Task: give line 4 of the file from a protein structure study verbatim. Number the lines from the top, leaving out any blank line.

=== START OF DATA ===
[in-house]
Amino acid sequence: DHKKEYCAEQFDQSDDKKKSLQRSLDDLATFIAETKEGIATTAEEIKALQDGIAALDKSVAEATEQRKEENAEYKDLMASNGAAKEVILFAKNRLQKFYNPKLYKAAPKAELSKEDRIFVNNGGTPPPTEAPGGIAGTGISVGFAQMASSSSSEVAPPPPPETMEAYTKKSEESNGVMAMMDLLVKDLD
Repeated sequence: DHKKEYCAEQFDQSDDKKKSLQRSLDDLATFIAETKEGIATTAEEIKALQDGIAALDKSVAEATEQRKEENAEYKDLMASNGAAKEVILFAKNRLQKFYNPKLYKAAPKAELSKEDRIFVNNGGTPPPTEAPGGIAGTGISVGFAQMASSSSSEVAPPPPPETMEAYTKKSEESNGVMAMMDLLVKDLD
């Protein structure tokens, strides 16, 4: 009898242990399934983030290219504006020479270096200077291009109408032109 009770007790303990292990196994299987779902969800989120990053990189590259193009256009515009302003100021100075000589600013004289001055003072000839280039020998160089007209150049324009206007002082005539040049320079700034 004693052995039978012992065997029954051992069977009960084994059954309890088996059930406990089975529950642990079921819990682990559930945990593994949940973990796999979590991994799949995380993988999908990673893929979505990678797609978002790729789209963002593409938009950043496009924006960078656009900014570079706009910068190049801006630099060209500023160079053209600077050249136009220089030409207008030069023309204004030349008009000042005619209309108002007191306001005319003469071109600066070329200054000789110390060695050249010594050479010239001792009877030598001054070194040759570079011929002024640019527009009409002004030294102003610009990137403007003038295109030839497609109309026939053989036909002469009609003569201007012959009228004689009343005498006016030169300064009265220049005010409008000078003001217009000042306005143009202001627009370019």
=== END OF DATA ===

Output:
């Protein structure tokens, strides 16, 4: 009898242990399934983030290219504006020479270096200077291009109408032109 009770007790303990292990196994299987779902969800989120990053990189590259193009256009515009302003100021100075000589600013004289001055003072000839280039020998160089007209150049324009206007002082005539040049320079700034 004693052995039978012992065997029954051992069977009960084994059954309890088996059930406990089975529950642990079921819990682990559930945990593994949940973990796999979590991994799949995380993988999908990673893929979505990678797609978002790729789209963002593409938009950043496009924006960078656009900014570079706009910068190049801006630099060209500023160079053209600077050249136009220089030409207008030069023309204004030349008009000042005619209309108002007191306001005319003469071109600066070329200054000789110390060695050249010594050479010239001792009877030598001054070194040759570079011929002024640019527009009409002004030294102003610009990137403007003038295109030839497609109309026939053989036909002469009609003569201007012959009228004689009343005498006016030169300064009265220049005010409008000078003001217009000042306005143009202001627009370019």